Although the debate has been heated and at times simplistic, the problem of products liability is complex and most of us regard it with a high degree of ambivalence. We are all consumers, after all, who profit greatly from living in an industrial society. In this chapter, we examine the legal theories that underlie products-liability cases that developed rapidly in the twentieth century to address the problems of product-caused damages and injuries in an industrial society.
In the typical products-liability case, three legal theories are asserted—a contract theory and two tort theories. The contract theory is warranty, governed by the UCC, and the two tort theories are negligence and strict products liability, governed by the common law. See Figure 17.1.
As products became increasingly sophisticated and potentially dangerous in the twentieth century, and as the separation between production and consumption widened, products liability became a very important issue for both consumers and manufacturers. Millions of people every year are adversely affected by defective products, and manufacturers and sellers pay huge amounts for products-liability insurance and damages. The law has responded with causes of action that provide a means for recovery for products-liability damages.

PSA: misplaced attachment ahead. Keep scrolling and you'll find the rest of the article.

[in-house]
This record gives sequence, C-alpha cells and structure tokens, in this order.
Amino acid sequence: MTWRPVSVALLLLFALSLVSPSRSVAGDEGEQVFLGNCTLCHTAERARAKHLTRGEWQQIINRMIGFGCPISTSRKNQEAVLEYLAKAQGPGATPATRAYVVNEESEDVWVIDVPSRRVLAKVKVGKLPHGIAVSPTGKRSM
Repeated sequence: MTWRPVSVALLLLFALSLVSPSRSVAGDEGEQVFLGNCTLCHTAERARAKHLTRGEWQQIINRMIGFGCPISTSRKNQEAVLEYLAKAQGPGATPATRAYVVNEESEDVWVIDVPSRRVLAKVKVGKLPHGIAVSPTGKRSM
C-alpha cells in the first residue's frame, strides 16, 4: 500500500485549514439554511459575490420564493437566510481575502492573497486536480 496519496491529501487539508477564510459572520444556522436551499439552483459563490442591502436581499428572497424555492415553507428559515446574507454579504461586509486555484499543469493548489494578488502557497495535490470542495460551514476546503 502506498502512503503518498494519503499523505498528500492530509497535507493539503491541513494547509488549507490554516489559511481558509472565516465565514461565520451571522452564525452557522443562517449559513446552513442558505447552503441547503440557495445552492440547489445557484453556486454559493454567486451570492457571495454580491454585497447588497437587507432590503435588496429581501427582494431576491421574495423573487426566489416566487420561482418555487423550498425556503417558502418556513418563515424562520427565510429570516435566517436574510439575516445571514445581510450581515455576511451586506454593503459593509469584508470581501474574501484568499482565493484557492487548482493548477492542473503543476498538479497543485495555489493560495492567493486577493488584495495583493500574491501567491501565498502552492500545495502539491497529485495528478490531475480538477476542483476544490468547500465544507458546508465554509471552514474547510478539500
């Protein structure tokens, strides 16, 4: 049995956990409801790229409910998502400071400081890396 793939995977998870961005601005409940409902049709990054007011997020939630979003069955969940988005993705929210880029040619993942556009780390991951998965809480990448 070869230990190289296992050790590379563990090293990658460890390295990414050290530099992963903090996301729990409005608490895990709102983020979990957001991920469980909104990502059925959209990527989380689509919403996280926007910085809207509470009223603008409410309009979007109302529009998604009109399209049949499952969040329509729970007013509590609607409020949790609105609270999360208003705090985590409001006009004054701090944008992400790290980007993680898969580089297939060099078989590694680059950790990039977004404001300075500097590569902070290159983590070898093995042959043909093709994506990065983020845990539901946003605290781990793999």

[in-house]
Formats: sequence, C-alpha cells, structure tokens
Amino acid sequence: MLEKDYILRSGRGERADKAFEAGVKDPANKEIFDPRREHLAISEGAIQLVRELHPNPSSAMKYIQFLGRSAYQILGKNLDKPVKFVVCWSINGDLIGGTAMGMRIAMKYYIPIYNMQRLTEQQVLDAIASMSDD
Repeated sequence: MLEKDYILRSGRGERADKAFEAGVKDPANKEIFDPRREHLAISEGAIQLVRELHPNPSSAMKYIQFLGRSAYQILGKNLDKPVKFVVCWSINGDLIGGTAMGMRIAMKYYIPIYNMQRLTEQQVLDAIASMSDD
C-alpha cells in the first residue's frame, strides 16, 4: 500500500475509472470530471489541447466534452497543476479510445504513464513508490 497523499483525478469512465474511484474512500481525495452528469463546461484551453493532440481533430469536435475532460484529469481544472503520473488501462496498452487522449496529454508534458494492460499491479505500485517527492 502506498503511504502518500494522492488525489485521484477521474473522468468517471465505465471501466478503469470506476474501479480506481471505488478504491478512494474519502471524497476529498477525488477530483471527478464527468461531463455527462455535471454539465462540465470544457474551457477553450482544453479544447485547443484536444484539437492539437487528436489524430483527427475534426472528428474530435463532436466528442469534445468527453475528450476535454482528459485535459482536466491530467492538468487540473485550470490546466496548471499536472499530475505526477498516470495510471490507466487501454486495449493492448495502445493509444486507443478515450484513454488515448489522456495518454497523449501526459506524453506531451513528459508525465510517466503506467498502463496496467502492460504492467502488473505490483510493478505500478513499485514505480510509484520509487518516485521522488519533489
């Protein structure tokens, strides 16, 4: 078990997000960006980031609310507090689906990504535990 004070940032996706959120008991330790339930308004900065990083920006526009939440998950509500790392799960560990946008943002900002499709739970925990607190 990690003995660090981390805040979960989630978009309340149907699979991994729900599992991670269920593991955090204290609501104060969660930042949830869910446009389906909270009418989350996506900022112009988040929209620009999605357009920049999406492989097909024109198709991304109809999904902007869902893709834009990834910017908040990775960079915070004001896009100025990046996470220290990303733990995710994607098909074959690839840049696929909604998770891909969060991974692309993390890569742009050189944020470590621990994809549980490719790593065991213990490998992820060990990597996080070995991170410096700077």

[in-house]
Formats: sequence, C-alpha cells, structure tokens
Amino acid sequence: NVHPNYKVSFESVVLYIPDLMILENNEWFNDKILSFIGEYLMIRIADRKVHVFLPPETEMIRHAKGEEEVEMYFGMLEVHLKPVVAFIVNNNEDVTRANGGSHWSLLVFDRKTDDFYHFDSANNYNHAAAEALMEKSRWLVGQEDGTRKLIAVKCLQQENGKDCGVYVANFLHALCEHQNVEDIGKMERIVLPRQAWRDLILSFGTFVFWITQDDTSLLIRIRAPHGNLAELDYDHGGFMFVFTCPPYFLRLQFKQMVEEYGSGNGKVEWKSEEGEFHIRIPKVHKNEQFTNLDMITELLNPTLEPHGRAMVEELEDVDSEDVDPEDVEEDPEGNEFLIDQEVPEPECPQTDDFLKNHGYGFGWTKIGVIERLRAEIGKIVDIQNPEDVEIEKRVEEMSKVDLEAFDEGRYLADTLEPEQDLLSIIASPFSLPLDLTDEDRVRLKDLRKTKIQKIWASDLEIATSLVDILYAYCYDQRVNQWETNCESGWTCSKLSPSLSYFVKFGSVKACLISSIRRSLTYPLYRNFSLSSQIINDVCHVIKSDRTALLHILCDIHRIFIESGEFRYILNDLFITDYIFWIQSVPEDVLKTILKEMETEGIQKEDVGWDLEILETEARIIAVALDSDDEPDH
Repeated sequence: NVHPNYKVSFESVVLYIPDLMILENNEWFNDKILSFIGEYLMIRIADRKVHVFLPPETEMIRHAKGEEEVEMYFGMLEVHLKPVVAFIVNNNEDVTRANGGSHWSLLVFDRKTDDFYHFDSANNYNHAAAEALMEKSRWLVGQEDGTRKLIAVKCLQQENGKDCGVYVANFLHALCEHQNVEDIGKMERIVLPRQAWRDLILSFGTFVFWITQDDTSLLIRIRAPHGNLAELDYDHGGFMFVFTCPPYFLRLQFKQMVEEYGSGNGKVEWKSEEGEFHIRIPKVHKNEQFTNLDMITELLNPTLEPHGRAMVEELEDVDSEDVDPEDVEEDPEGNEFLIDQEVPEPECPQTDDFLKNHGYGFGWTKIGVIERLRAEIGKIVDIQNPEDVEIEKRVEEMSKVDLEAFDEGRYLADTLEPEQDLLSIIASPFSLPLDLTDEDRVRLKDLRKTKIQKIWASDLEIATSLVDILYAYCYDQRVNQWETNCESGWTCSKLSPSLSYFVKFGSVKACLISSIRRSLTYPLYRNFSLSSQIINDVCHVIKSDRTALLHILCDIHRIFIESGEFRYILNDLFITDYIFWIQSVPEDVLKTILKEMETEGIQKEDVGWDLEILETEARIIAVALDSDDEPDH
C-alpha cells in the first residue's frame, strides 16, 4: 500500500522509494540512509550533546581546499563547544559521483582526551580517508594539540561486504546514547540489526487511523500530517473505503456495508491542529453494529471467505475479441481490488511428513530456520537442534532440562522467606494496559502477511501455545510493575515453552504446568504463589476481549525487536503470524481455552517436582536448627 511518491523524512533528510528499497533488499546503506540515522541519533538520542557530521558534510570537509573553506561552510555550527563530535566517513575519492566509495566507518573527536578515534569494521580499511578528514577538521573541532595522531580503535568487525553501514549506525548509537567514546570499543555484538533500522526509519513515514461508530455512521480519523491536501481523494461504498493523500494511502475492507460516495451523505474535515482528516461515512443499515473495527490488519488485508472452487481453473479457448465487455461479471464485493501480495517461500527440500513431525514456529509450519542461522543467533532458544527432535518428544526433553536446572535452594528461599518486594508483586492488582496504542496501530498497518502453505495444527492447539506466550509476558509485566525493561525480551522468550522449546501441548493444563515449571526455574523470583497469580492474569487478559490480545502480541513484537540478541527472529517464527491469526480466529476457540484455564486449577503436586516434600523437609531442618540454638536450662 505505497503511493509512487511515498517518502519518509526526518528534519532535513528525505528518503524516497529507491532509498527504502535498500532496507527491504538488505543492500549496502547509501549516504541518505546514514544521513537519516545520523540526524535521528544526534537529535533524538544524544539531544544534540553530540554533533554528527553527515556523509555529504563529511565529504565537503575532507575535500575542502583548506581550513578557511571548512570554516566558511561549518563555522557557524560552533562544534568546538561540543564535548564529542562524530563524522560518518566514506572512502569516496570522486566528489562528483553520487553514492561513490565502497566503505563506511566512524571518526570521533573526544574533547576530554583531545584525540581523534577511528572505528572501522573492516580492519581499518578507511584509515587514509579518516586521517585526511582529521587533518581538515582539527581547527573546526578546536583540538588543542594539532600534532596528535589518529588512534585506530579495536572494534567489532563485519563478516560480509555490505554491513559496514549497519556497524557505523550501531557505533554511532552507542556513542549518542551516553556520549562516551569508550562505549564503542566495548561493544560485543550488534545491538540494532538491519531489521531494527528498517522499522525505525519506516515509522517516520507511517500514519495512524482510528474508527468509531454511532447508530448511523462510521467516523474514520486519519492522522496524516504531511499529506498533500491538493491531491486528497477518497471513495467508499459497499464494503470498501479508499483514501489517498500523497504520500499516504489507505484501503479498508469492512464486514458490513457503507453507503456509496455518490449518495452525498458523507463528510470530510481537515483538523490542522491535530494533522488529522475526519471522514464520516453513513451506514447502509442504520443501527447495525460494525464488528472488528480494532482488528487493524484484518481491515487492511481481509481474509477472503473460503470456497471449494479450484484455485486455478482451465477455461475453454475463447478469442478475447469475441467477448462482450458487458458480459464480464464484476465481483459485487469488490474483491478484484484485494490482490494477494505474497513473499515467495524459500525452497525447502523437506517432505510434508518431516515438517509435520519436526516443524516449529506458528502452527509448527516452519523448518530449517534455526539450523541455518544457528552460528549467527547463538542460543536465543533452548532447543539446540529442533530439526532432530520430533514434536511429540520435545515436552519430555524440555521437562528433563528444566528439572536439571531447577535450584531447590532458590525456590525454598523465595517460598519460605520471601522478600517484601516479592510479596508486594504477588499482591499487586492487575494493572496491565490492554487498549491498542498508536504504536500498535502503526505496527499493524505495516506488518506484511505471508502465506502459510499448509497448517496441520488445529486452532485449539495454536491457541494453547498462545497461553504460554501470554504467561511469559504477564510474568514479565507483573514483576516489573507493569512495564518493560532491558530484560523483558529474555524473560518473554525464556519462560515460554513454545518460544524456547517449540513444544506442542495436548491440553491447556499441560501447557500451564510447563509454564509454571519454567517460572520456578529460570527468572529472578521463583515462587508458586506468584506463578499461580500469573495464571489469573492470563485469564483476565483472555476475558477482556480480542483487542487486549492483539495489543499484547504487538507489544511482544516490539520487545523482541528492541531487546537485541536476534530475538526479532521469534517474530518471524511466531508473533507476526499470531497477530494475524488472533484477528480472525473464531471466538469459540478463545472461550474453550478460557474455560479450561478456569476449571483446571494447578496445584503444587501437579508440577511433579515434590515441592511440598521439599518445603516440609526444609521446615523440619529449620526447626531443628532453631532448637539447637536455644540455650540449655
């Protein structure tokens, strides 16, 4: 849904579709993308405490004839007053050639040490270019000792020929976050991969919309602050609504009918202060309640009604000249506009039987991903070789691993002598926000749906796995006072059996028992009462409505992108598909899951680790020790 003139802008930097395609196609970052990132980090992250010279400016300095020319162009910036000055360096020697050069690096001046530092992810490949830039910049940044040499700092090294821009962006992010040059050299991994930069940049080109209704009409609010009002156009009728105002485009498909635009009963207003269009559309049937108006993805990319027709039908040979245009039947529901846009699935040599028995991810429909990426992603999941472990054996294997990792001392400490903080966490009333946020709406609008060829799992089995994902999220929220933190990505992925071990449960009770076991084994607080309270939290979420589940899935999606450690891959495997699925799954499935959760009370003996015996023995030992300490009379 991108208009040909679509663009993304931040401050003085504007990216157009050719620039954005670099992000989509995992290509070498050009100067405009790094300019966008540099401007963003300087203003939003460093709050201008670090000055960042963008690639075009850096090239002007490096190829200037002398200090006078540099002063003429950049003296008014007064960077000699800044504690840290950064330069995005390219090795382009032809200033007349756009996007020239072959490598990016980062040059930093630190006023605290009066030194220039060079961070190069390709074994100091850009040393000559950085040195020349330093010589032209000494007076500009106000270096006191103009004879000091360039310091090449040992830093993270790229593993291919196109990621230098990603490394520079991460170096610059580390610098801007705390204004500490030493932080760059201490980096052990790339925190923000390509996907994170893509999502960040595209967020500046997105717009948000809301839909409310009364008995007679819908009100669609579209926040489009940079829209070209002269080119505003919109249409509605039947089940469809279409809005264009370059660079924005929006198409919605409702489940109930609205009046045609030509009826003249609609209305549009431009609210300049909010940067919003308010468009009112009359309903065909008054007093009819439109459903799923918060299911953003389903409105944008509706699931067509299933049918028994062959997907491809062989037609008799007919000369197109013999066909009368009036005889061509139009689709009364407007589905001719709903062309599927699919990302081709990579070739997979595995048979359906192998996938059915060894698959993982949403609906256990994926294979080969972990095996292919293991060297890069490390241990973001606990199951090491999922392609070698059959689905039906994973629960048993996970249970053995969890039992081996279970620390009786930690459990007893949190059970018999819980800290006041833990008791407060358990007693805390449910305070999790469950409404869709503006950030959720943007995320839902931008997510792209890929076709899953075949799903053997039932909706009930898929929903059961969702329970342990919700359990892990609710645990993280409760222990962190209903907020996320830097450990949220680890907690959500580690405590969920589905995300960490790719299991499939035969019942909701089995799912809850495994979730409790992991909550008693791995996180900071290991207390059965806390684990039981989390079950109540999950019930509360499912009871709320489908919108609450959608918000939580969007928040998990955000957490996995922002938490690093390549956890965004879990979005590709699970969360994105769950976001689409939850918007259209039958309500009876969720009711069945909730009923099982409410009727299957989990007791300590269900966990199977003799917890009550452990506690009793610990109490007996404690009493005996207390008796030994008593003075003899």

- How does the separation of production from consumption affect products-liability issues?
- What other changes in production and consumption have caused the need for the development of products-liability law?
- How can it be said that courts adjudicate the allocation of the costs of a consumer-oriented economy?